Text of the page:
It is with deep sadness that I report the passing of Peter Sklar, founder and publisher of Edhat.com. Peter was a true supporter of independent and foreign film and a good friend to Indie Film Guru. He carried our posts weekly on his community-based website. Peter and his camera were dependable sights at every unique and important event in the community. I fondly recall seeing him daily during each year's Santa Barbara International Film Festival, and like the many people whose lives he touched, I will miss him greatly.
Iceland's Best Foreign Film entry to the 85th Academy Awards is an improbable tale of survival set against a North Atlantic landscape of stark beauty.
In March of 1984, a local fishing vessel set out from Iceland's Westman Islands and never returned. Many hours after the boat sank in the near-freezing North Atlantic, a lone survivor, haggard and almost incoherent, knocked on a door in the village from which the boat had set out. He had swam the distance of several miles in six hours and then walked barefoot for two hours in freezing temperatures over cutting volcanic rock covered with ice and snow - a feat that should have been impossible for any normal human being.
The most amazing thing about Baltasar Kormakur's film is that it is a dramatization based on an actual event. Kormakur is best known to American audiences as director of Contraband, the Mark Wahlberg vehicle that released earlier this year, but he has a track record of outstanding films over the last decade in his native Iceland. His recreation of the sights and sounds on a fishing boat and the Icelandic coast are engrossing in their realism and simple beauty.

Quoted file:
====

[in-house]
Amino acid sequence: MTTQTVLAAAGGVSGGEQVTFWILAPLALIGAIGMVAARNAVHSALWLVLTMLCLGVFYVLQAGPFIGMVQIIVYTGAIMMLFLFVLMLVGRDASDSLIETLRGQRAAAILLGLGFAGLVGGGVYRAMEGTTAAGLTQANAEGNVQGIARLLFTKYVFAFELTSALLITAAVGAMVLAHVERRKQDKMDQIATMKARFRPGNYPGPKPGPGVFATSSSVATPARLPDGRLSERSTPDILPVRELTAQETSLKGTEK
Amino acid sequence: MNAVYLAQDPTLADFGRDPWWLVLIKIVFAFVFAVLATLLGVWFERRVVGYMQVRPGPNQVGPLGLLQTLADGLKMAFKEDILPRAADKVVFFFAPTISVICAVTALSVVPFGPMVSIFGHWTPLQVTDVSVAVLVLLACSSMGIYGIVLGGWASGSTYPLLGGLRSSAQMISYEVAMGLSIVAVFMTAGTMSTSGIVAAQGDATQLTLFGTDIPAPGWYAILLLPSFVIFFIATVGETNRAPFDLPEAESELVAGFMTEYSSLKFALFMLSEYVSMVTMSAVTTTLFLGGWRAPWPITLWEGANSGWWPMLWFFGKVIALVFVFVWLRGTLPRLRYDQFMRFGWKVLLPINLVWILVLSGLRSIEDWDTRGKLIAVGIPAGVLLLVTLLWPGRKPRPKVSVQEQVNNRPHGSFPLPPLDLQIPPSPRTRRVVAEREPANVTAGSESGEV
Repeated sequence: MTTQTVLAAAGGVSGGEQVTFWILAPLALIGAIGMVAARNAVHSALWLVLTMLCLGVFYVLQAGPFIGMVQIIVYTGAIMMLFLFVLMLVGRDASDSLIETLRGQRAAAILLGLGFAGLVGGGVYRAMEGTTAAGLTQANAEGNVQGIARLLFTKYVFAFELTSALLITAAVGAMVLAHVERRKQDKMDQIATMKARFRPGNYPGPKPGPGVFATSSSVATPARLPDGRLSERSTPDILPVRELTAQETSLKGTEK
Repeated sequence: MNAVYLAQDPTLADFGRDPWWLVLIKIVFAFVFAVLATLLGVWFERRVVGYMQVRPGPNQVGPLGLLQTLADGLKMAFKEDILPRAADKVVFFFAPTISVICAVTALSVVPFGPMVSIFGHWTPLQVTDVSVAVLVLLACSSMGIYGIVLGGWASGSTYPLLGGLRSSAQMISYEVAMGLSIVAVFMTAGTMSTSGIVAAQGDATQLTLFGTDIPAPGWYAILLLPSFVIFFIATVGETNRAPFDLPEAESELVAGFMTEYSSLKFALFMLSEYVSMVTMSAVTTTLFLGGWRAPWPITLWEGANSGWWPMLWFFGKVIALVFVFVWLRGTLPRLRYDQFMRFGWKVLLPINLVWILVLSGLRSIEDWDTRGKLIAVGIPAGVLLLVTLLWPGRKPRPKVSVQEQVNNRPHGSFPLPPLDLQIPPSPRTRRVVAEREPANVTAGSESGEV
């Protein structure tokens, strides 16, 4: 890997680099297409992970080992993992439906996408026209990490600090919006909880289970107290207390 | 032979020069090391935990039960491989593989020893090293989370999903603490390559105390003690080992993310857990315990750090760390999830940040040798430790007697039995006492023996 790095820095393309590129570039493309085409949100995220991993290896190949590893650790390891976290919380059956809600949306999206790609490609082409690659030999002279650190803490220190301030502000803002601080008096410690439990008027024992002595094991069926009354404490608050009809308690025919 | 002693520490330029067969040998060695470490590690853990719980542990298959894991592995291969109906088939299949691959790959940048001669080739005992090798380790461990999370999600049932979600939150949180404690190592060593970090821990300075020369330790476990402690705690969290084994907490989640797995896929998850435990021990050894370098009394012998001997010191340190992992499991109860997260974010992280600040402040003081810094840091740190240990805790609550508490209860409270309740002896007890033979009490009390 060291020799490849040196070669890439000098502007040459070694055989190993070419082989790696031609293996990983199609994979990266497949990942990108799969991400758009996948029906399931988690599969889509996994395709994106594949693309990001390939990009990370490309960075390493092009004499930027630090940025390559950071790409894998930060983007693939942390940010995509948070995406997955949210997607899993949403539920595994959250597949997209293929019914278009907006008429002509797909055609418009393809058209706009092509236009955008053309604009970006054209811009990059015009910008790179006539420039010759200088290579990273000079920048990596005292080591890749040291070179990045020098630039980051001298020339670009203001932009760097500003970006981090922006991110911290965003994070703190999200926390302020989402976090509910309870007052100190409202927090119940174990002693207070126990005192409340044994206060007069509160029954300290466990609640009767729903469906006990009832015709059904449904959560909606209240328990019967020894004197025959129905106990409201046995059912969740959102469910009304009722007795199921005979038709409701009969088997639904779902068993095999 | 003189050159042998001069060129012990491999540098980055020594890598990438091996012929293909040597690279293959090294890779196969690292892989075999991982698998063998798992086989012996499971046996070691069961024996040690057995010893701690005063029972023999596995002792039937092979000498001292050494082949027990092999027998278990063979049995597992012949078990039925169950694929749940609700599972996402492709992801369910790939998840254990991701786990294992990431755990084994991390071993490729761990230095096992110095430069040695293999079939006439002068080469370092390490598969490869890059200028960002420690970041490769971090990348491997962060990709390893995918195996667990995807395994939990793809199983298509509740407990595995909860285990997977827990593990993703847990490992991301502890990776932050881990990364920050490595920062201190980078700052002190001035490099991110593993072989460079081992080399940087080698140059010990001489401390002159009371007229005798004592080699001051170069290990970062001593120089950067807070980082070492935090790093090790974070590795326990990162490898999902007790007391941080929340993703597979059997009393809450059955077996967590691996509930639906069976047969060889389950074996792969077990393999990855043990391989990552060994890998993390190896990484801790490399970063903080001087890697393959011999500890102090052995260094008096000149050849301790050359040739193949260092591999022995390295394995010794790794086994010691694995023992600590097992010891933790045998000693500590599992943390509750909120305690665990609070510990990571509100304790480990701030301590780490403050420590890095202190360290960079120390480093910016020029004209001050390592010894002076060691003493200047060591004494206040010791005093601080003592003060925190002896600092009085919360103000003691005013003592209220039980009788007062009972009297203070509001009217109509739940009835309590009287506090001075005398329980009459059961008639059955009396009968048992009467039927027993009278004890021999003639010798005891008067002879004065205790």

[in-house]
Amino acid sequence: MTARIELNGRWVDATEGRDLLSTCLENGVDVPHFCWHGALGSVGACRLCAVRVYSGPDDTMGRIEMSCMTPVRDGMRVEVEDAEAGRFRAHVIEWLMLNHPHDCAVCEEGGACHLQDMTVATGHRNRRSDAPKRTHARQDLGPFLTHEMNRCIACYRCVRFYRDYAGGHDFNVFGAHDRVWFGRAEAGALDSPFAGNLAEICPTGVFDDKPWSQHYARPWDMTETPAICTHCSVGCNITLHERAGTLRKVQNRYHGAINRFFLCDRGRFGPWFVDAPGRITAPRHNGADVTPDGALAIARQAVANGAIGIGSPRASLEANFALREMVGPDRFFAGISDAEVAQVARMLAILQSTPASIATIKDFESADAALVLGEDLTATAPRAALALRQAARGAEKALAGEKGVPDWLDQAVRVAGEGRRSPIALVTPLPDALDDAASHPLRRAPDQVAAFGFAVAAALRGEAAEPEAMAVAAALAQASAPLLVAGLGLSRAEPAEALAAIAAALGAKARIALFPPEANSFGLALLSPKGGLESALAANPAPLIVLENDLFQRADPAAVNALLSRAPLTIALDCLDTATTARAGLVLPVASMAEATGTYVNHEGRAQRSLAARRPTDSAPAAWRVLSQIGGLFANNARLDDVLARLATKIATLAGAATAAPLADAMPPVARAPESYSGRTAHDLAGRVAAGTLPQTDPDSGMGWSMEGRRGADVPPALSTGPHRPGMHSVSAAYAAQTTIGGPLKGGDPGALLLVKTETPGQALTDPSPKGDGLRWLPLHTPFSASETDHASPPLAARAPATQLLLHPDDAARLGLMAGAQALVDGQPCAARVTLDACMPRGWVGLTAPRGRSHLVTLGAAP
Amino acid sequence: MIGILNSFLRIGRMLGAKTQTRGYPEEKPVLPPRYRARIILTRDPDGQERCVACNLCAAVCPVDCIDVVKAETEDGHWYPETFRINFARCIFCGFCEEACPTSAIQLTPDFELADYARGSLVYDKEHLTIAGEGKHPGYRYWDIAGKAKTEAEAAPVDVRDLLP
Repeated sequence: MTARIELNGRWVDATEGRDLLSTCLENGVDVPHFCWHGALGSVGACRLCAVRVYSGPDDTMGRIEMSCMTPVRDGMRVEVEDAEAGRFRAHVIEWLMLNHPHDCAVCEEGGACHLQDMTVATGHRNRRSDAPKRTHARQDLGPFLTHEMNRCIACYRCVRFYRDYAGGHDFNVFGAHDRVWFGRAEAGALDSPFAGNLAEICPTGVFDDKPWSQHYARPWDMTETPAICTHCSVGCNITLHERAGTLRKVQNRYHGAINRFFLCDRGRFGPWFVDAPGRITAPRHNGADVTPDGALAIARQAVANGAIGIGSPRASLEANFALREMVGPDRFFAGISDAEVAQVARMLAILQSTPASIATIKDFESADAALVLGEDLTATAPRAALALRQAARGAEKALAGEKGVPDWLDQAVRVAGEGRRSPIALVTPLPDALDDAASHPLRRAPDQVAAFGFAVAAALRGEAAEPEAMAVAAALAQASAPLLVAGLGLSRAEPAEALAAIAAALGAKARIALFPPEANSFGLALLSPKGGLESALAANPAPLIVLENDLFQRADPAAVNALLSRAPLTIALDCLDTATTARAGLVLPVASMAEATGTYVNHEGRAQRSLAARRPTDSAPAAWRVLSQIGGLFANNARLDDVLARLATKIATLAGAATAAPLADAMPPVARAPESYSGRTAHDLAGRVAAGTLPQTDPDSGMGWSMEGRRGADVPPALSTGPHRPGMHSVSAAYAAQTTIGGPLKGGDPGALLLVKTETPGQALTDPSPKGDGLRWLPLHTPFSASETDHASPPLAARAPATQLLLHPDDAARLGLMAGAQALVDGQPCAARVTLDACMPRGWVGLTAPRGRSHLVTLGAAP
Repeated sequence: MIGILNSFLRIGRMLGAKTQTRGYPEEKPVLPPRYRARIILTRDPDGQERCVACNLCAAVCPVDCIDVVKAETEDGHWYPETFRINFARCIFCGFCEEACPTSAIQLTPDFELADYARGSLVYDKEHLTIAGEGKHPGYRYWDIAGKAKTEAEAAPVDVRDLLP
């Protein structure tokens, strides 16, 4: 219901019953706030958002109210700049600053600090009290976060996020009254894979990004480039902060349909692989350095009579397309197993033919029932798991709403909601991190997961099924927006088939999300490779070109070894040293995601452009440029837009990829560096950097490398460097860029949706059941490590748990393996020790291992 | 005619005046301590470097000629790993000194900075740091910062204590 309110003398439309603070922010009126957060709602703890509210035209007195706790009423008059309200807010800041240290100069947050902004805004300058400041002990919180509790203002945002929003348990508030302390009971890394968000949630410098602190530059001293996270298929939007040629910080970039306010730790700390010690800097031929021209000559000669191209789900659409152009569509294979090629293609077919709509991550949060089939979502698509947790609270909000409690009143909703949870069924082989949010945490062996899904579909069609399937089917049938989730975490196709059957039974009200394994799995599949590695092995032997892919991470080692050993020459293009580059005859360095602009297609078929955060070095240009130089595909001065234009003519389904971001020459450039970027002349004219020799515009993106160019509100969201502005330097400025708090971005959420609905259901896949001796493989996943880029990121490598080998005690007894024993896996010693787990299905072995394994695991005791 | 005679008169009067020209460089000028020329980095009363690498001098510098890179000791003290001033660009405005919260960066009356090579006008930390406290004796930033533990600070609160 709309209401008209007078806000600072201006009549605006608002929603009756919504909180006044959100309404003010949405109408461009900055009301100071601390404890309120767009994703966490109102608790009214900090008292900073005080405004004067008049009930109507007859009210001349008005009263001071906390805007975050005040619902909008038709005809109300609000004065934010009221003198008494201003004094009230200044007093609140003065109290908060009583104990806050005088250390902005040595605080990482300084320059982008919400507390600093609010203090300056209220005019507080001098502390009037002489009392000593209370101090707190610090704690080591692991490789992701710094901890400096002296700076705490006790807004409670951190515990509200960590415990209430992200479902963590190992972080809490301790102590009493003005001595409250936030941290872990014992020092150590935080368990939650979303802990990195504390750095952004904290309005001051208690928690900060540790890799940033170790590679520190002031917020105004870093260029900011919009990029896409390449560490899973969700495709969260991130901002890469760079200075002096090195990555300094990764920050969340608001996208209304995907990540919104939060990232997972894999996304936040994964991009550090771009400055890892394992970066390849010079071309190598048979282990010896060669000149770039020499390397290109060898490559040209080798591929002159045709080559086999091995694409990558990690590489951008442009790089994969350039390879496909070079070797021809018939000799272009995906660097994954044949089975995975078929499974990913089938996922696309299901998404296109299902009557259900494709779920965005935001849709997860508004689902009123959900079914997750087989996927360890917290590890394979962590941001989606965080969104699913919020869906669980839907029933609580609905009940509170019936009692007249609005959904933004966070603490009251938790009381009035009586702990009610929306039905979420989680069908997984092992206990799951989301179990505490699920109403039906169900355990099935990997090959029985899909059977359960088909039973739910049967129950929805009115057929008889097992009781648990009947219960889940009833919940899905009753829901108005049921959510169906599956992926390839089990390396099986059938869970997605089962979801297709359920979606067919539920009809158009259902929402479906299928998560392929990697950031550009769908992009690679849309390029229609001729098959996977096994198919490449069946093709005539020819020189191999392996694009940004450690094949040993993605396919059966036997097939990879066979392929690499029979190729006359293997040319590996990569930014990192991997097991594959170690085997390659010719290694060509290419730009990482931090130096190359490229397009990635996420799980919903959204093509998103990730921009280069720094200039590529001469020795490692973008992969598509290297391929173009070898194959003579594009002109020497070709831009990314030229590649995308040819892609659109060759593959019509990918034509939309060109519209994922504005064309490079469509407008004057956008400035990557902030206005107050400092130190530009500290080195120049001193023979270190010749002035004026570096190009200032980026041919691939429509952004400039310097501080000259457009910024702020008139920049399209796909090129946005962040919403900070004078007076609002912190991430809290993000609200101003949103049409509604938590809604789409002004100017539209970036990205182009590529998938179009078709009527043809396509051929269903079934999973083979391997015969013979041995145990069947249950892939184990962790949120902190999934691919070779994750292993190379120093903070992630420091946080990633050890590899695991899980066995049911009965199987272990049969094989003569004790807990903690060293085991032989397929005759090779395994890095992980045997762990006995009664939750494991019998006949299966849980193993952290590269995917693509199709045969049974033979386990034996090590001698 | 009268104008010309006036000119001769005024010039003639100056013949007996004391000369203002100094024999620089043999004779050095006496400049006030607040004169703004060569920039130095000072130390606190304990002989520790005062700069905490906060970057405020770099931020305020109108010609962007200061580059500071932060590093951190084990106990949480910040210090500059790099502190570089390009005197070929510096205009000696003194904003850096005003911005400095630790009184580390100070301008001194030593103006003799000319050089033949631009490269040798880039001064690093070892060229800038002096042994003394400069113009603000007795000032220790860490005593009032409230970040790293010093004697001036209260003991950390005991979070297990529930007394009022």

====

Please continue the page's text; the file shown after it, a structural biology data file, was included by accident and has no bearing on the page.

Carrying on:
Olafur Dan Olafsson plays Gulli, the fisherman who beats the odds to survive in the harshest of conditions. Olafsson effectively conveys Gulli's will to survive primarily through facial expression and conversations with sea gulls during the survival sequences that run through the second act. The latter part of the story is devoted to Gulli's attempts to return to his normal life and escape the public attention his amazing story precipitated.
Olafur Dan Olafsson
Kormakur fittingly dedicates his film to the fishermen of Iceland. His film is a celebration of the humanity and strength of the people who populate the country's Westman Islands. These are a people who work hard to build a life in a desolate location, afflicted by both frigid weather and the terrible hell unleashed upon them from time to time by the area's active volcano.